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Wednesday, February 05, 2014

What Does It Take To Photograph Zion National Park?

Rick Braveheart
Zion National Park welcomes Rick Braveheart as artist in residence. He will live and work in the park from February 3 - March 4, 2014.

Rick is a photographer and has created many stunning images of natural landscapes. You can see some of his work here. He will use this blog to document his work in Zion.

So, if you were Rick coming to Zion, what would you bring and how would you begin?

In his blog, Rick says:

Earlier today I finished packing the camera equipment, research material and a “few” pieces of clothing for this assignment. For those who enjoy knowing the details, over the past few months I have read more than 30 travel and historical books on Zion and Utah, carefully read over 60 websites and carefully studied 4 road, hiking and satellite maps of the area. The result: I begin this project with 86 pounds (39 kg) of camera gear, 48 pages of notes and numerous3 well-marked topographic, hiking and road maps.

Like all lengthy assignments, each piece of camera gear was carefully selected for this specific assignment. For this assignment it includes 3 Canon DSLR cameras with 6 lenses, 2 Canon point-and-shoot cameras, 2 GoPro portable cameras, 2 Brinno motion sensing cameras, 8 memory cards, 3 tripods, 5 terabytes of hard drive storage, 2 GPS unit, dozens of cables, 4 battery chargers, and 27 rechargeable batteries! I have also packed a Mamiya medium format B&W film camera and, as always, my favorite coffee cup.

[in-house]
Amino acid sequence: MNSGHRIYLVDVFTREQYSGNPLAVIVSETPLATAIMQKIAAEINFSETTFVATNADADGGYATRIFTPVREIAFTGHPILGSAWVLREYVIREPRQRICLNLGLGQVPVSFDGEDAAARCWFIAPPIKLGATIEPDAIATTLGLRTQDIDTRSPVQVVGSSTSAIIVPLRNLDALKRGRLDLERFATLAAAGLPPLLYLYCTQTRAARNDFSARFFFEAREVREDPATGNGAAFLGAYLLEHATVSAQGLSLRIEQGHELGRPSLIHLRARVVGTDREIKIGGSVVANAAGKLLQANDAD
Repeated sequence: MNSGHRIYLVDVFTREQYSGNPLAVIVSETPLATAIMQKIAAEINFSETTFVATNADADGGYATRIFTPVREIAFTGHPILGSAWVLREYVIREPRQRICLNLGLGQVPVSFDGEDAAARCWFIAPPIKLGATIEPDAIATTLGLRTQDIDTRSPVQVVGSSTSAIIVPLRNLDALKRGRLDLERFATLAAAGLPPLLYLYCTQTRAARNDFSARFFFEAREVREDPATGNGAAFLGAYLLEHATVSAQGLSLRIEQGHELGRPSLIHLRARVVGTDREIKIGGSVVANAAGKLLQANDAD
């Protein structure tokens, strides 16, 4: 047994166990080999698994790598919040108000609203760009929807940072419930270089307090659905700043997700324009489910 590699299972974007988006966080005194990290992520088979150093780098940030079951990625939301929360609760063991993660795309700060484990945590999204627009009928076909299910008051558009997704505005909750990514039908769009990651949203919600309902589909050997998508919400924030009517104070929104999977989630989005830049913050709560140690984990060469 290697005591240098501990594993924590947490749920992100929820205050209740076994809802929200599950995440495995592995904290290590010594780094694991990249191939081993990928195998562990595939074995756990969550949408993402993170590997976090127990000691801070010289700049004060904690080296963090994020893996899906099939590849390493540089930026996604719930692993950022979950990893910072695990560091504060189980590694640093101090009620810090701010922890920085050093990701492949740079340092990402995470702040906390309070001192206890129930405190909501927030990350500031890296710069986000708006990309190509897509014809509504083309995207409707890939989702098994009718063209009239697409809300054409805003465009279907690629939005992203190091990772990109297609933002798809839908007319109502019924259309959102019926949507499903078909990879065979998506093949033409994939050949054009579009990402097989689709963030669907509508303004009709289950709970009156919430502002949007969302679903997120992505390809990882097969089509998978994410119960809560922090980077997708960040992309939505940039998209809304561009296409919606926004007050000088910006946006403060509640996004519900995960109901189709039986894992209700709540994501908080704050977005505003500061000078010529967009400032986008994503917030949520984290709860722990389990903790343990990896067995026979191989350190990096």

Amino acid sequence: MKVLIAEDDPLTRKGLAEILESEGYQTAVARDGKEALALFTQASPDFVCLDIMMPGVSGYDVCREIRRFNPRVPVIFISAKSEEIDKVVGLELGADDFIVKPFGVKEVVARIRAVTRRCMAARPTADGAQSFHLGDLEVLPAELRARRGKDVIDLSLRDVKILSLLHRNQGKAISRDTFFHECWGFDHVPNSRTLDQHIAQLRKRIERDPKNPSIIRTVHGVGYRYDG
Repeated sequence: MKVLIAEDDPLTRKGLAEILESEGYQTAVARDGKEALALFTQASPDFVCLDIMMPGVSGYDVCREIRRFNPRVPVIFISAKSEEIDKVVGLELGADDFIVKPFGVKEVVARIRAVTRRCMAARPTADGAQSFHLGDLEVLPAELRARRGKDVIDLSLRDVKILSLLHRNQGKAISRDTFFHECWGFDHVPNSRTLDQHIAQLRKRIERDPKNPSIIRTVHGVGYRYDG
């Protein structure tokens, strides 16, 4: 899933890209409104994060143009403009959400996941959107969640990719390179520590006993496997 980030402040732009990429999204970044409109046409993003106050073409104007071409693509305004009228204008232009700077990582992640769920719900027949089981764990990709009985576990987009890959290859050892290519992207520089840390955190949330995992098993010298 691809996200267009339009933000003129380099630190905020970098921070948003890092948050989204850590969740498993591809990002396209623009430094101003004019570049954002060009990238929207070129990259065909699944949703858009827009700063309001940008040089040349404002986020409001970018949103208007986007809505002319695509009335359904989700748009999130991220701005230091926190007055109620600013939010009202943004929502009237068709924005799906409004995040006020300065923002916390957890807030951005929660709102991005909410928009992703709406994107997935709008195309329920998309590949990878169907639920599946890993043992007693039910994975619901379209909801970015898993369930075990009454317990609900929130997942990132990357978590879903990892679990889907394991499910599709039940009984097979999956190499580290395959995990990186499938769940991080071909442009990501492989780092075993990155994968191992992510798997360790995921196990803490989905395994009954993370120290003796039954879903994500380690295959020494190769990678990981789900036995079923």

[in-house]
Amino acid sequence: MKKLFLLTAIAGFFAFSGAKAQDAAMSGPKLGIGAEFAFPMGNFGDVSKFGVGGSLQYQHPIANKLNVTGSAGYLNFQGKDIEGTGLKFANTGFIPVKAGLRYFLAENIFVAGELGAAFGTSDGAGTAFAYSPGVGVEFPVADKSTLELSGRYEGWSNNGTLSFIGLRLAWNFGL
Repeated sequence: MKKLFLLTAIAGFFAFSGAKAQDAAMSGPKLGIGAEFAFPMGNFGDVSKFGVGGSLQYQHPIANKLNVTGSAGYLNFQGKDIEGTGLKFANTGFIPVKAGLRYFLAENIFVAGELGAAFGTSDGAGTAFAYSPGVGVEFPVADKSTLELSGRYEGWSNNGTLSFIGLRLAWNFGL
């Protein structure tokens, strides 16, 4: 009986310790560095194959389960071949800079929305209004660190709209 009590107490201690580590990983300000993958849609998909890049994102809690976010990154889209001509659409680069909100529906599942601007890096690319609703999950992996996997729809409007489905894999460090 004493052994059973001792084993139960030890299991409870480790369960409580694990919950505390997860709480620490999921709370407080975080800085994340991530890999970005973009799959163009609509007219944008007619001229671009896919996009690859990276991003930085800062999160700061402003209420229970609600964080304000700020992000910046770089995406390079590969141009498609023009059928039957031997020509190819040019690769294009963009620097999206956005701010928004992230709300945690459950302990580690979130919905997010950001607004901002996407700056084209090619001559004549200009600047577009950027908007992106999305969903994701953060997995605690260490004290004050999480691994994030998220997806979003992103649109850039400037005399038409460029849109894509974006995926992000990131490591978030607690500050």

Interesting... But that describes the mechanics more than the art. On the Zion Park website he says this:

Early in my photography career, I sought out subjects relying solely on my eyes and 'the rules of photography.' Now, the cameras are guided by my heart and a sacred respect for Nature. Instead of looking for subjects to photograph, I now listen quietly to the land and its creatures. Over time, some begin to speak or move themselves to the forefront of my awareness and reveal their beauty in ways my eyes alone would have never seen. When this occurs, I often discover that the camera has already taken the photograph.

And he concludes:

As a Native American (Tuscarora), I am guided by the principles of walking gently upon the Earth and honoring the land, its people and creatures to help maintain harmony in Nature. Where that harmony exists, beauty flourishes. My wish in each photograph I capture is to share the beauty of Nature and of the Earth. The more others can see and appreciate this beauty for themselves, the more they may come to realize the importance of helping to maintain it for future generations.

I, for one, look forward to seeing his work. Zion is one of my favorite subjects and I'm still trying to get to the stage where I discover my camera has taken a masterpiece.

- Dave Webb

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